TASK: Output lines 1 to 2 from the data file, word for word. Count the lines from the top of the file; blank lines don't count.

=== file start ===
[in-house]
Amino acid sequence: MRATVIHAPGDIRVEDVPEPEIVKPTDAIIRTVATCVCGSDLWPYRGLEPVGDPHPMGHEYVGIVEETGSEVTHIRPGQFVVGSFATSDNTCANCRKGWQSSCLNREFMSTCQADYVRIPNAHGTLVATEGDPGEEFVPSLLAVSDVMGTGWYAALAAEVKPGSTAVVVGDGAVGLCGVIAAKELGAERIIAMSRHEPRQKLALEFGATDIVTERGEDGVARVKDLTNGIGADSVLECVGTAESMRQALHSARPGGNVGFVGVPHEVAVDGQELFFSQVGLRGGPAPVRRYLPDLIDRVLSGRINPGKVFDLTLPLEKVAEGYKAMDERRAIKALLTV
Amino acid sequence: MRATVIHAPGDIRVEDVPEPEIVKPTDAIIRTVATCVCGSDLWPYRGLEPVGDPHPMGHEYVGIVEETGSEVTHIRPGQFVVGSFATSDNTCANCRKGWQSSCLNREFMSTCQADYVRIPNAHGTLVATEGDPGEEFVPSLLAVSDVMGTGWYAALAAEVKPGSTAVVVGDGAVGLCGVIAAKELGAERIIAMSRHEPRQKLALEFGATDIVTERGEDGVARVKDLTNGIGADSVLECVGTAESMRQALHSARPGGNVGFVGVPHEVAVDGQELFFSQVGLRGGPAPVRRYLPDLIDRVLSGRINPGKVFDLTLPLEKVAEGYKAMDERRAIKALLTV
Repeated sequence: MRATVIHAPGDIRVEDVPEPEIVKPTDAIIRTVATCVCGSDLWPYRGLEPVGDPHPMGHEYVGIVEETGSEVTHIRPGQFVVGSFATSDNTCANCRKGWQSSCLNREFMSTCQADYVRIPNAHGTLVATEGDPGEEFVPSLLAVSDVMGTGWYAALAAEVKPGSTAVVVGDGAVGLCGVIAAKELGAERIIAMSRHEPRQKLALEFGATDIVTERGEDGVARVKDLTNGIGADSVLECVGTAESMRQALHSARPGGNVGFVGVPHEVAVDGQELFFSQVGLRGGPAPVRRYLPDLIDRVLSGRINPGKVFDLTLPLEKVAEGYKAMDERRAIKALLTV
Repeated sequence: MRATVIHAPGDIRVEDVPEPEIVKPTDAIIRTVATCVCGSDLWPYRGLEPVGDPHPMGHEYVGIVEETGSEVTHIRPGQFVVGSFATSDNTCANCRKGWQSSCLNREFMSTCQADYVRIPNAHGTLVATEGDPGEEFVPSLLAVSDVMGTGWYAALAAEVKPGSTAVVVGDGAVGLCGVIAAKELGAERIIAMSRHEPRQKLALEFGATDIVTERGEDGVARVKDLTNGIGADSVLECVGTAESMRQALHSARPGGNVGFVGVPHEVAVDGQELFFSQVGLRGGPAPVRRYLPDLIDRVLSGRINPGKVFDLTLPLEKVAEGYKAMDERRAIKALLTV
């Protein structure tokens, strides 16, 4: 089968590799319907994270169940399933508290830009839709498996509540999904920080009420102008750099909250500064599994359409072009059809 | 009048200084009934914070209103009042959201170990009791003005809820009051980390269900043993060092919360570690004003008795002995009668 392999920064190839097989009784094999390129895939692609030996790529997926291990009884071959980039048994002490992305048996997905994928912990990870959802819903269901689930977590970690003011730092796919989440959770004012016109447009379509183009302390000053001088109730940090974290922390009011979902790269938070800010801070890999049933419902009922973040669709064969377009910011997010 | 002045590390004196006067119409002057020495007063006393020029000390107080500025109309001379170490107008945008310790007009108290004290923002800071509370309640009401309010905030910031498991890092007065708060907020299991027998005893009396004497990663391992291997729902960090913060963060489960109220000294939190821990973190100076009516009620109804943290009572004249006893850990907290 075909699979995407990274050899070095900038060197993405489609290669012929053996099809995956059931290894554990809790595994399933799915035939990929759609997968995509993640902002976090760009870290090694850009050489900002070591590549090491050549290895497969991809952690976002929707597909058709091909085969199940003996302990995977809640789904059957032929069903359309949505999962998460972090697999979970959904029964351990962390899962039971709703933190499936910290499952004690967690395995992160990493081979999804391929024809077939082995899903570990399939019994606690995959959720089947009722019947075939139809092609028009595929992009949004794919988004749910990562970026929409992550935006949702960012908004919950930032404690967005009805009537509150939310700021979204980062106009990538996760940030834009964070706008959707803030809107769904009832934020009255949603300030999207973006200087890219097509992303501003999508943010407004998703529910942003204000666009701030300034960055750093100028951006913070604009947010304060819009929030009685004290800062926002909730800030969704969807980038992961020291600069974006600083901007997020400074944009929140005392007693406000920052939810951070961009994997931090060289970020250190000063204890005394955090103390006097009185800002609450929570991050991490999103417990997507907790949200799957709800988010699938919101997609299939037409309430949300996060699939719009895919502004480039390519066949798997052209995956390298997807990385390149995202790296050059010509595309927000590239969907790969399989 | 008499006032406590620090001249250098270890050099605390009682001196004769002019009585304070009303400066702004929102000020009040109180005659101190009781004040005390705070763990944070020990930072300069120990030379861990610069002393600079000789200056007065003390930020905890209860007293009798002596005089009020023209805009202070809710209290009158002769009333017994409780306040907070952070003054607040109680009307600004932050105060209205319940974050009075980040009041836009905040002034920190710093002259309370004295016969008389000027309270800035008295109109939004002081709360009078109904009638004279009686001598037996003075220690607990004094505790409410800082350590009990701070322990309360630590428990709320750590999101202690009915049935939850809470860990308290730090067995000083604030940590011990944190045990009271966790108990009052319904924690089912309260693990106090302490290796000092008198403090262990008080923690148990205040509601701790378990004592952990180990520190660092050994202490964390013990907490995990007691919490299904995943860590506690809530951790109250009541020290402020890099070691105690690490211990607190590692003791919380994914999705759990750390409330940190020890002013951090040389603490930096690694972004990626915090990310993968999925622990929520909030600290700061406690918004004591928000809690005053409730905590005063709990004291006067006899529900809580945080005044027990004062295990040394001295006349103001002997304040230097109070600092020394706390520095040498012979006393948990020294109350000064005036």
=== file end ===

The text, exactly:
[in-house]
Amino acid sequence: MRATVIHAPGDIRVEDVPEPEIVKPTDAIIRTVATCVCGSDLWPYRGLEPVGDPHPMGHEYVGIVEETGSEVTHIRPGQFVVGSFATSDNTCANCRKGWQSSCLNREFMSTCQADYVRIPNAHGTLVATEGDPGEEFVPSLLAVSDVMGTGWYAALAAEVKPGSTAVVVGDGAVGLCGVIAAKELGAERIIAMSRHEPRQKLALEFGATDIVTERGEDGVARVKDLTNGIGADSVLECVGTAESMRQALHSARPGGNVGFVGVPHEVAVDGQELFFSQVGLRGGPAPVRRYLPDLIDRVLSGRINPGKVFDLTLPLEKVAEGYKAMDERRAIKALLTV